In a welcome contrast, "Fifty Shades of Grey" opens the same month as Peter Strickland’s lesbian S&M romance "The Duke of Burgundy," in which the role-playing of its two lovesick leads ultimately builds to a warm conclusion. By contrast, "Fifty Shades of Grey" is a maddeningly conservative affair.
More than that, it mostly avoids the prospects of giving its characters any real agency. Johnson’s investment in the role only reaches its fruition in the tightly-directed climax, when she manages to wrestle control of the situation. If the story ended there, it might allow for a burst of transgressive energy largely invisible for most of the picture. But knowing that it arrives with the promise of more to come makes the overall experience even more execrable.
Over a decade ago, Steven Shainberg’s "Secretary" bested "Fifty Shades of Grey" by using its setting to explore the intersection of private and personal experiences on modern sexuality. By now, the concept registers as fairly hollow: Christian’s a rich dude with some screwed up urges. Who cares? The movie fails to make a case for anything other than the idea that a sadomasichistic romance bolstered by affluent surroundings registers on the same shallow level as Christian’s luxurious existence.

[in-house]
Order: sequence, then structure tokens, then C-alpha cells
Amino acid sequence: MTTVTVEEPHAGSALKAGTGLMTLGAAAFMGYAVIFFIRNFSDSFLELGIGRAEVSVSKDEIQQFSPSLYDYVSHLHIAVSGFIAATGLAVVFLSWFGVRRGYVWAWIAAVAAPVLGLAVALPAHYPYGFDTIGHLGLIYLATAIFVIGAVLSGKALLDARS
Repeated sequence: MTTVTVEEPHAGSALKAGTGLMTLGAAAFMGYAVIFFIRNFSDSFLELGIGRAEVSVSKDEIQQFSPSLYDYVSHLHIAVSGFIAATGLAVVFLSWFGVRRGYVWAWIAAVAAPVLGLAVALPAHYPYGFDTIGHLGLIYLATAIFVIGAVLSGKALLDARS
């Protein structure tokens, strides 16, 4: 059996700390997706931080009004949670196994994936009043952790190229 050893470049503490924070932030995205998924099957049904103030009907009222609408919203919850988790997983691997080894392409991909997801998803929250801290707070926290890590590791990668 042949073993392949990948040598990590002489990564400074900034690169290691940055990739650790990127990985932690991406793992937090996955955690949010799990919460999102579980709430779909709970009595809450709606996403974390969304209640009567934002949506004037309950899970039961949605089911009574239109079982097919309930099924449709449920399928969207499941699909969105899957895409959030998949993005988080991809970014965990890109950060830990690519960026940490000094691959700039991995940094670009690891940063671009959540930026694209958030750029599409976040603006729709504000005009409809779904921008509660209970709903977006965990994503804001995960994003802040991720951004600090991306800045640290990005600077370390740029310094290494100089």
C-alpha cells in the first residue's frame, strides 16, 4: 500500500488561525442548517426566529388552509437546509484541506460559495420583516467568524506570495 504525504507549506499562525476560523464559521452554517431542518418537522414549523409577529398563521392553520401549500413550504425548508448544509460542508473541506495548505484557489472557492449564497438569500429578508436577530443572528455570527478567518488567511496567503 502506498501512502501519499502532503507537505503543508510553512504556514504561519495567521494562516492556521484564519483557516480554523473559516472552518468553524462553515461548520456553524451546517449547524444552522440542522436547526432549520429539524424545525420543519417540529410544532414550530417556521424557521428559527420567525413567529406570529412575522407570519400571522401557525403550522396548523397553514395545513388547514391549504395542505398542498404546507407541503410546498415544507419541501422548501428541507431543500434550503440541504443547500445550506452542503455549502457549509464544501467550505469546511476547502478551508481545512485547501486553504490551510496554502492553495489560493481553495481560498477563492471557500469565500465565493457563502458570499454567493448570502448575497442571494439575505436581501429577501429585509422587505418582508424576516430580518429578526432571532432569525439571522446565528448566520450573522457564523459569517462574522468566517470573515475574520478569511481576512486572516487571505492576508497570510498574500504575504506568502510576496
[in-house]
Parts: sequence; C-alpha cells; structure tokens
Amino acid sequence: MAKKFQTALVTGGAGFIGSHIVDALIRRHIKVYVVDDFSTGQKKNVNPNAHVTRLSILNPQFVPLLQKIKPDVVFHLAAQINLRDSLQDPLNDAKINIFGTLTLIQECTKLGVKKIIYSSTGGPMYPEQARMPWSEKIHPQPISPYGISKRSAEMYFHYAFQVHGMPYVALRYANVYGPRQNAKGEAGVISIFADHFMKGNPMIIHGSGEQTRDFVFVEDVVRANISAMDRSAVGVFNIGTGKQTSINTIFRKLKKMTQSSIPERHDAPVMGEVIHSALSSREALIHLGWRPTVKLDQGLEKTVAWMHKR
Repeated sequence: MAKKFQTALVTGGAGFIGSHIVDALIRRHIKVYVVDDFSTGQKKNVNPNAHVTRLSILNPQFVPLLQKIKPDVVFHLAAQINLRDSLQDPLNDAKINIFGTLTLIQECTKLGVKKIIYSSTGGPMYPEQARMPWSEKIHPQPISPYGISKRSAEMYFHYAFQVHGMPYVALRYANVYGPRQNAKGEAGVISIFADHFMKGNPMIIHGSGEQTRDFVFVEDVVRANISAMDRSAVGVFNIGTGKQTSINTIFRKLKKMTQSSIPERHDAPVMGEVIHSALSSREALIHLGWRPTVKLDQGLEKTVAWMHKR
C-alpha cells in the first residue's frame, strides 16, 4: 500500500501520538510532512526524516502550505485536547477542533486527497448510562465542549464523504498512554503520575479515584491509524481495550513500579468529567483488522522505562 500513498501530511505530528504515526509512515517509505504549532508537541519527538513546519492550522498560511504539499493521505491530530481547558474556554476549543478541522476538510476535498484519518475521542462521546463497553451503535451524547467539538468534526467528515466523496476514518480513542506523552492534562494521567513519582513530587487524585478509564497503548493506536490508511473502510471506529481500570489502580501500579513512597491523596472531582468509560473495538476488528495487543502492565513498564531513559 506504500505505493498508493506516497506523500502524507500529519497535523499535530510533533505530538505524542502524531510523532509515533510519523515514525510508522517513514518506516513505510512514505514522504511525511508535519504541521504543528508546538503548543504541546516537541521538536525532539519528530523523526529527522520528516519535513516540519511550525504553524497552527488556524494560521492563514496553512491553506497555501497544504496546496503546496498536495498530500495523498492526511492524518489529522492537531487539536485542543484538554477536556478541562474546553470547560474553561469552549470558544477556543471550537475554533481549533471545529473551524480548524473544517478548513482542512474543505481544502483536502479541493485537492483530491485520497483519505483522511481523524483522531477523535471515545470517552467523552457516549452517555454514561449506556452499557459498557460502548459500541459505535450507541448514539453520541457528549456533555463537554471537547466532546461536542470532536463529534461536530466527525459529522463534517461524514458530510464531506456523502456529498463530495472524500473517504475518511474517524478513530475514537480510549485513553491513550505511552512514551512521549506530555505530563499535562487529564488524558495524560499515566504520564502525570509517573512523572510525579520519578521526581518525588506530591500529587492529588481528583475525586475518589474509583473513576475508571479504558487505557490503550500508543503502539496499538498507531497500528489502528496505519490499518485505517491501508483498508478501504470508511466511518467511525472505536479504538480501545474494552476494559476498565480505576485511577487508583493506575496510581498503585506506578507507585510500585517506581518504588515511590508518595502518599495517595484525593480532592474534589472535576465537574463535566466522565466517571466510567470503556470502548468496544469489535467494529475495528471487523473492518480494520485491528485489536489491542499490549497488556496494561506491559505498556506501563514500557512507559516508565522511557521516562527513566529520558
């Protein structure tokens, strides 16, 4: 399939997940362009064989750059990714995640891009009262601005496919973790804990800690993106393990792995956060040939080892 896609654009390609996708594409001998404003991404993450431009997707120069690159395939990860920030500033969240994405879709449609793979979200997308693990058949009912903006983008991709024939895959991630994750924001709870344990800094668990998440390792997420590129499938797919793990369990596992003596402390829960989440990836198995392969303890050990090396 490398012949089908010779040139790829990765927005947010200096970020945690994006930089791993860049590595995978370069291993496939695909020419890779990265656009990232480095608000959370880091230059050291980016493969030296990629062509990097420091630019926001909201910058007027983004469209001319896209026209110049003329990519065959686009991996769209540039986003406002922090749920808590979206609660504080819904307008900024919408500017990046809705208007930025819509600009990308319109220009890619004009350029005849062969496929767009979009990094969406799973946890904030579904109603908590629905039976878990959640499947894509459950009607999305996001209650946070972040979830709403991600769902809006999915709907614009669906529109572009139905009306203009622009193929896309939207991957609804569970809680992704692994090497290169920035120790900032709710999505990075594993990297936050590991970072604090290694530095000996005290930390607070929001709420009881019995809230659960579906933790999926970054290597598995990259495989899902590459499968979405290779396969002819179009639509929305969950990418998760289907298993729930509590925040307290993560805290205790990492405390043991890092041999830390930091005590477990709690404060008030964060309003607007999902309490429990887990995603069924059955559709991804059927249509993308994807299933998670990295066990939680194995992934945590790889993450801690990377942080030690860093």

So it comes as no surprise that the more eccentric attributes of their sexual antics — which involve everything from whipping and cuffs to a touch of ice cube foreplay — barely give us more than glimpses of unimaginative kitsch. No matter its salacious reputation, "Fifty Shades of Grey" retains an uninvolving quality to the proceedings. At one point, Christian refers to his romance with Anastasia as "fifty shades of fucked up," but it’s actually quite routine. "I don’t make love," he tells her. "I fuck. Hard." Despite all that, "50 Shades a Grey" only goes surface deep.
"Fifty Shades of Grey" premieres this week at the Berlin International Film Festival. Universal Pictures releases it nationwide on Friday.